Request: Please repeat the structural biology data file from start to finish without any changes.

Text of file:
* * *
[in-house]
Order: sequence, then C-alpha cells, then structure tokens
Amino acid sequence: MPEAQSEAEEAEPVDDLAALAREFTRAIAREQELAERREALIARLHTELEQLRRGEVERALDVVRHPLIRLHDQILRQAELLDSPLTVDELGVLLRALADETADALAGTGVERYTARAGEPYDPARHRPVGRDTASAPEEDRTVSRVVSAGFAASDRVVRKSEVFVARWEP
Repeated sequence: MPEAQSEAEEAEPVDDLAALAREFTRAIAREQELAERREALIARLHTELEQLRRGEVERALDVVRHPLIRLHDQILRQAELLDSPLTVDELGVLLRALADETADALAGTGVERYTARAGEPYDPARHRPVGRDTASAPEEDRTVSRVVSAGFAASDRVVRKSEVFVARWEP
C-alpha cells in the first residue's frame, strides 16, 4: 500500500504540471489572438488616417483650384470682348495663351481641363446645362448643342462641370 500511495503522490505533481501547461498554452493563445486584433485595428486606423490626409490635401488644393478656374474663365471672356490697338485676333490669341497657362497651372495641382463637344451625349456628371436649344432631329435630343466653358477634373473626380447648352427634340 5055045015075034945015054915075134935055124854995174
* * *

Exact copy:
[in-house]
Order: sequence, then C-alpha cells, then structure tokens
Amino acid sequence: MPEAQSEAEEAEPVDDLAALAREFTRAIAREQELAERREALIARLHTELEQLRRGEVERALDVVRHPLIRLHDQILRQAELLDSPLTVDELGVLLRALADETADALAGTGVERYTARAGEPYDPARHRPVGRDTASAPEEDRTVSRVVSAGFAASDRVVRKSEVFVARWEP
Repeated sequence: MPEAQSEAEEAEPVDDLAALAREFTRAIAREQELAERREALIARLHTELEQLRRGEVERALDVVRHPLIRLHDQILRQAELLDSPLTVDELGVLLRALADETADALAGTGVERYTARAGEPYDPARHRPVGRDTASAPEEDRTVSRVVSAGFAASDRVVRKSEVFVARWEP
C-alpha cells in the first residue's frame, strides 16, 4: 500500500504540471489572438488616417483650384470682348495663351481641363446645362448643342462641370 500511495503522490505533481501547461498554452493563445486584433485595428486606423490626409490635401488644393478656374474663365471672356490697338485676333490669341497657362497651372495641382463637344451625349456628371436649344432631329435630343466653358477634373473626380447648352427634340 5055045015075034945015054915075134935055124854995174